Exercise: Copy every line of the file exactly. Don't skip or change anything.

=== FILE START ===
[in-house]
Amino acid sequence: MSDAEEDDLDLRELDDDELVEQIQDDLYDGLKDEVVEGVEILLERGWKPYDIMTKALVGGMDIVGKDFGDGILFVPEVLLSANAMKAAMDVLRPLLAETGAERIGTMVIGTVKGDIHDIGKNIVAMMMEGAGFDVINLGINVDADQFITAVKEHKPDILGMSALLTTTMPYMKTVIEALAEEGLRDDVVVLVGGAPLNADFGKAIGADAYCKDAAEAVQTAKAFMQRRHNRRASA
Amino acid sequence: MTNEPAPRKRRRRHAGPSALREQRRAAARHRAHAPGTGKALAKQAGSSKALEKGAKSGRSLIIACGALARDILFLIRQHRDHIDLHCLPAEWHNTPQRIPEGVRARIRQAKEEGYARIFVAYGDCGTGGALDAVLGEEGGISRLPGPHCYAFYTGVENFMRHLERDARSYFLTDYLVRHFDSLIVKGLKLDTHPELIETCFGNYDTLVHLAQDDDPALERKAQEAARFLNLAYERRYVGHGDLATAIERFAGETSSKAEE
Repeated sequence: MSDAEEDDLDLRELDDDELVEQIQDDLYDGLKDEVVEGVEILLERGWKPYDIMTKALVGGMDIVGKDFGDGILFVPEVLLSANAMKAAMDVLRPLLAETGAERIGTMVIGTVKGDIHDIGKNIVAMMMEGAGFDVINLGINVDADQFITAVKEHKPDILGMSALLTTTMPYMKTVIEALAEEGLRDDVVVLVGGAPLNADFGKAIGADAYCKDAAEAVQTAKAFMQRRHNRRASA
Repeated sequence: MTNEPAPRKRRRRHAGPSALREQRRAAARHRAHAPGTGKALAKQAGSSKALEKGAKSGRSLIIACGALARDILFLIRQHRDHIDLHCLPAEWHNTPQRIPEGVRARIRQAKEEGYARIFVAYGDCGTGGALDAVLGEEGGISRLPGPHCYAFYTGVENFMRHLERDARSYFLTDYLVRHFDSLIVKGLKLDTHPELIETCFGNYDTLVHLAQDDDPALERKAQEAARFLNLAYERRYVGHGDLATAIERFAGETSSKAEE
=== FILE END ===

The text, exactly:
[in-house]
Amino acid sequence: MSDAEEDDLDLRELDDDELVEQIQDDLYDGLKDEVVEGVEILLERGWKPYDIMTKALVGGMDIVGKDFGDGILFVPEVLLSANAMKAAMDVLRPLLAETGAERIGTMVIGTVKGDIHDIGKNIVAMMMEGAGFDVINLGINVDADQFITAVKEHKPDILGMSALLTTTMPYMKTVIEALAEEGLRDDVVVLVGGAPLNADFGKAIGADAYCKDAAEAVQTAKAFMQRRHNRRASA
Amino acid sequence: MTNEPAPRKRRRRHAGPSALREQRRAAARHRAHAPGTGKALAKQAGSSKALEKGAKSGRSLIIACGALARDILFLIRQHRDHIDLHCLPAEWHNTPQRIPEGVRARIRQAKEEGYARIFVAYGDCGTGGALDAVLGEEGGISRLPGPHCYAFYTGVENFMRHLERDARSYFLTDYLVRHFDSLIVKGLKLDTHPELIETCFGNYDTLVHLAQDDDPALERKAQEAARFLNLAYERRYVGHGDLATAIERFAGETSSKAEE
Repeated sequence: MSDAEEDDLDLRELDDDELVEQIQDDLYDGLKDEVVEGVEILLERGWKPYDIMTKALVGGMDIVGKDFGDGILFVPEVLLSANAMKAAMDVLRPLLAETGAERIGTMVIGTVKGDIHDIGKNIVAMMMEGAGFDVINLGINVDADQFITAVKEHKPDILGMSALLTTTMPYMKTVIEALAEEGLRDDVVVLVGGAPLNADFGKAIGADAYCKDAAEAVQTAKAFMQRRHNRRASA
Repeated sequence: MTNEPAPRKRRRRHAGPSALREQRRAAARHRAHAPGTGKALAKQAGSSKALEKGAKSGRSLIIACGALARDILFLIRQHRDHIDLHCLPAEWHNTPQRIPEGVRARIRQAKEEGYARIFVAYGDCGTGGALDAVLGEEGGISRLPGPHCYAFYTGVENFMRHLERDARSYFLTDYLVRHFDSLIVKGLKLDTHPELIETCFGNYDTLVHLAQDDDPALERKAQEAARFLNLAYERRYVGHGDLATAIERFAGETSSKAEE